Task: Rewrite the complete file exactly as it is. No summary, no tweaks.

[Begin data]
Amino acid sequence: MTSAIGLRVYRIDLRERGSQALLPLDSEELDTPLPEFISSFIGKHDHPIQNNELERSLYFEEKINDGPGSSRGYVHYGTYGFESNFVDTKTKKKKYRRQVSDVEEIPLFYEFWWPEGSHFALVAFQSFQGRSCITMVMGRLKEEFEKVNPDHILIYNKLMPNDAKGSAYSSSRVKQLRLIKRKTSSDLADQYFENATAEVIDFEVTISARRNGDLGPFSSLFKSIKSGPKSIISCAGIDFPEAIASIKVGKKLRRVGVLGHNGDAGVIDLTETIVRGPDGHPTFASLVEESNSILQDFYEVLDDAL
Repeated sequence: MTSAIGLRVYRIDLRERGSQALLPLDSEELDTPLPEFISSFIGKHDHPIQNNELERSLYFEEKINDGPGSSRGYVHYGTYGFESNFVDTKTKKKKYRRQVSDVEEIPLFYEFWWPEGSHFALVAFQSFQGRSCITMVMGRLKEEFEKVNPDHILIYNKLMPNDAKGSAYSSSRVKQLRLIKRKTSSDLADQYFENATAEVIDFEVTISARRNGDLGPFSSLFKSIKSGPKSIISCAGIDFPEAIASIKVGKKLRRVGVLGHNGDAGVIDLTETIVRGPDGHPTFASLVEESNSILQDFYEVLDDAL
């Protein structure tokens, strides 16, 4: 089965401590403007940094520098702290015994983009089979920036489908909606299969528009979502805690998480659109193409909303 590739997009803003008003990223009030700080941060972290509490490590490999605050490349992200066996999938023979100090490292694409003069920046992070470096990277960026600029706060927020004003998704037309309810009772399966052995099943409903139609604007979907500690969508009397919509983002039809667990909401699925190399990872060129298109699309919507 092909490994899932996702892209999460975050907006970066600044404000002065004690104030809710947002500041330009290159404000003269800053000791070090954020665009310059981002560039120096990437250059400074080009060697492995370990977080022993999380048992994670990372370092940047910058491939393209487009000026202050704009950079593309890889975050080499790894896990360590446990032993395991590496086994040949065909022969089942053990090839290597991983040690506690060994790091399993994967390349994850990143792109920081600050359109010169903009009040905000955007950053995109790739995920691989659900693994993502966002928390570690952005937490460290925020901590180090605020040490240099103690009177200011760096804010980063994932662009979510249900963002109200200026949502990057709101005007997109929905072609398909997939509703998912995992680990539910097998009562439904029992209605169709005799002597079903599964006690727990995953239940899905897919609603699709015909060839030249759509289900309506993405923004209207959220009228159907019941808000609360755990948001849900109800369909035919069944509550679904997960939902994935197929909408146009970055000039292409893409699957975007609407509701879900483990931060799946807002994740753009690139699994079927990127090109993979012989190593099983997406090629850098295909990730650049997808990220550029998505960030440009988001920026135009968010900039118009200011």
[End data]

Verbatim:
Amino acid sequence: MTSAIGLRVYRIDLRERGSQALLPLDSEELDTPLPEFISSFIGKHDHPIQNNELERSLYFEEKINDGPGSSRGYVHYGTYGFESNFVDTKTKKKKYRRQVSDVEEIPLFYEFWWPEGSHFALVAFQSFQGRSCITMVMGRLKEEFEKVNPDHILIYNKLMPNDAKGSAYSSSRVKQLRLIKRKTSSDLADQYFENATAEVIDFEVTISARRNGDLGPFSSLFKSIKSGPKSIISCAGIDFPEAIASIKVGKKLRRVGVLGHNGDAGVIDLTETIVRGPDGHPTFASLVEESNSILQDFYEVLDDAL
Repeated sequence: MTSAIGLRVYRIDLRERGSQALLPLDSEELDTPLPEFISSFIGKHDHPIQNNELERSLYFEEKINDGPGSSRGYVHYGTYGFESNFVDTKTKKKKYRRQVSDVEEIPLFYEFWWPEGSHFALVAFQSFQGRSCITMVMGRLKEEFEKVNPDHILIYNKLMPNDAKGSAYSSSRVKQLRLIKRKTSSDLADQYFENATAEVIDFEVTISARRNGDLGPFSSLFKSIKSGPKSIISCAGIDFPEAIASIKVGKKLRRVGVLGHNGDAGVIDLTETIVRGPDGHPTFASLVEESNSILQDFYEVLDDAL
């Protein structure tokens, strides 16, 4: 089965401590403007940094520098702290015994983009089979920036489908909606299969528009979502805690998480659109193409909303 590739997009803003008003990223009030700080941060972290509490490590490999605050490349992200066996999938023979100090490292694409003069920046992070470096990277960026600029706060927020004003998704037309309810009772399966052995099943409903139609604007979907500690969508009397919509983002039809667990909401699925190399990872060129298109699309919507 092909490994899932996702892209999460975050907006970066600044404000002065004690104030809710947002500041330009290159404000003269800053000791070090954020665009310059981002560039120096990437250059400074080009060697492995370990977080022993999380048992994670990372370092940047910058491939393209487009000026202050704009950079593309890889975050080499790894896990360590446990032993395991590496086994040949065909022969089942053990090839290597991983040690506690060994790091399993994967390349994850990143792109920081600050359109010169903009009040905000955007950053995109790739995920691989659900693994993502966002928390570690952005937490460290925020901590180090605020040490240099103690009177200011760096804010980063994932662009979510249900963002109200200026949502990057709101005007997109929905072609398909997939509703998912995992680990539910097998009562439904029992209605169709005799002597079903599964006690727990995953239940899905897919609603699709015909060839030249759509289900309506993405923004209207959220009228159907019941808000609360755990948001849900109800369909035919069944509550679904997960939902994935197929909408146009970055000039292409893409699957975007609407509701879900483990931060799946807002994740753009690139699994079927990127090109993979012989190593099983997406090629850098295909990730650049997808990220550029998505960030440009988001920026135009968010900039118009200011």